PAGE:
I suppose that’s the way it goes, isn’t it? Perhaps there’s a reason those projects are still on the list: they simply don’t take priority when other things come up. Sometimes it’s dinner with friends, sometimes a movie, sometimes it’s work.

This time, it was a MASSIVE harvest of tiny tomatoes that would be heartbreaking to waste.

All the tomatoes in America
Up until a couple of years ago, I only ate cherry tomatoes raw, usually in salads or from the veggie tray at parties. And as someone who is not a particularly big fan of raw tomatoes, I typically only ate one or two.

Now that I am growing my own, however, I must find other ways to use them up. I actually dried most of this batch, but I’ve been curious about what a tomato sauce made from these tiny, sweet tomatoes would taste like, so I decided to give it a shot. And while it is certainly more labor-intensive than pulling a jar of Ragu from the pantry, it’s quite a delightful way to make the most of the tomato-harvest of August.

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Southwest Chicken Pasta

A few days ago, I escaped the humid crush of the Eastern United States with my annual return to my childhood home in Southwest Colorado. Each summer, I look forward to this return with great anticipation, but each year I continue to be humbled and amazed by how much I love this place. To be sure, living in the mountain desert has its hardships: this year’s drought is threatening to run our well completely dry, and the cool dry air that normally greats me when stepping off the plane was this year flooded with smoke from the West Fork Fire Complex, a wildfire raging in the high country just an hour away. My parents keep large stock pots in each bathroom so that we can catch the gray water from our showers, haul it outside, and attempt to help our adolescent trees survive the long, dry summer.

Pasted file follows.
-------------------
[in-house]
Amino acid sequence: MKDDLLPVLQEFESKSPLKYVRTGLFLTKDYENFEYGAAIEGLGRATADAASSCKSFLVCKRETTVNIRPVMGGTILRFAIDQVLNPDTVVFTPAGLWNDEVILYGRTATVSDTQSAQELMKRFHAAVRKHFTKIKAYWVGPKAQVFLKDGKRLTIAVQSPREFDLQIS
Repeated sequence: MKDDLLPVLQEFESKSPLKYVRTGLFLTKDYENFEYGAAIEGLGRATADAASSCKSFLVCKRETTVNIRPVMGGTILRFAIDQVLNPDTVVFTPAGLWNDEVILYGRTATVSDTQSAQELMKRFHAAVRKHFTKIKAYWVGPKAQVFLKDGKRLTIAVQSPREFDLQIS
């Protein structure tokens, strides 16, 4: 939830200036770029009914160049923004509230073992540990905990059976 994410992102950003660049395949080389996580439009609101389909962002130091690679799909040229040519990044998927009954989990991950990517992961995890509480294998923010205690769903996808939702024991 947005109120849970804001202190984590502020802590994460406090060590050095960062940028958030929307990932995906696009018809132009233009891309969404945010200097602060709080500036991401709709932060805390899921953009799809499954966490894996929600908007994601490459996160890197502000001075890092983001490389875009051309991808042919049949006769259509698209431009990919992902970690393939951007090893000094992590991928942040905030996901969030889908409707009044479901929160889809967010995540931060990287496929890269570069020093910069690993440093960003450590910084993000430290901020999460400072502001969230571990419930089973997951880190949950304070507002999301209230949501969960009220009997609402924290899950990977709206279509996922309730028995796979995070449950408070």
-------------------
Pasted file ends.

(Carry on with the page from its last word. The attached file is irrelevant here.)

Despite all this, I miss the Southwest. I miss watching the summer monsoons boil over the mountains, occasionally releasing precious rain to the parched earth below. I miss the abrupt landscape shifts from spruce tree forests, the sagebrush meadows, and the bare sandstone mesas and canyons. I miss the cultures, celebrations, people, and flavors.